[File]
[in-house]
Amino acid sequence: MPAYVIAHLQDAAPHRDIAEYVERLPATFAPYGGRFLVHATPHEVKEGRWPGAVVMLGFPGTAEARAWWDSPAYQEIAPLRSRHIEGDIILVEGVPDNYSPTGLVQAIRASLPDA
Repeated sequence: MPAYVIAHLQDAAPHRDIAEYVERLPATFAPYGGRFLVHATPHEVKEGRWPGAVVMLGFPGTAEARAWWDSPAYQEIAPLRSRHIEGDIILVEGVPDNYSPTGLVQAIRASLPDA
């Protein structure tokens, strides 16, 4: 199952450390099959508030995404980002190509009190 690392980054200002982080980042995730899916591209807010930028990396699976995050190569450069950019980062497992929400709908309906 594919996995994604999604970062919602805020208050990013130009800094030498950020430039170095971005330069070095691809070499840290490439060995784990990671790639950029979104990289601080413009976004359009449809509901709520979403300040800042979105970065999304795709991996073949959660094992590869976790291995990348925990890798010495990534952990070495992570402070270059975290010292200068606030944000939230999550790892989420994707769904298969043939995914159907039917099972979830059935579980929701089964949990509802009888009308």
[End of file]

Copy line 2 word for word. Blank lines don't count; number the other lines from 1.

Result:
Amino acid sequence: MPAYVIAHLQDAAPHRDIAEYVERLPATFAPYGGRFLVHATPHEVKEGRWPGAVVMLGFPGTAEARAWWDSPAYQEIAPLRSRHIEGDIILVEGVPDNYSPTGLVQAIRASLPDA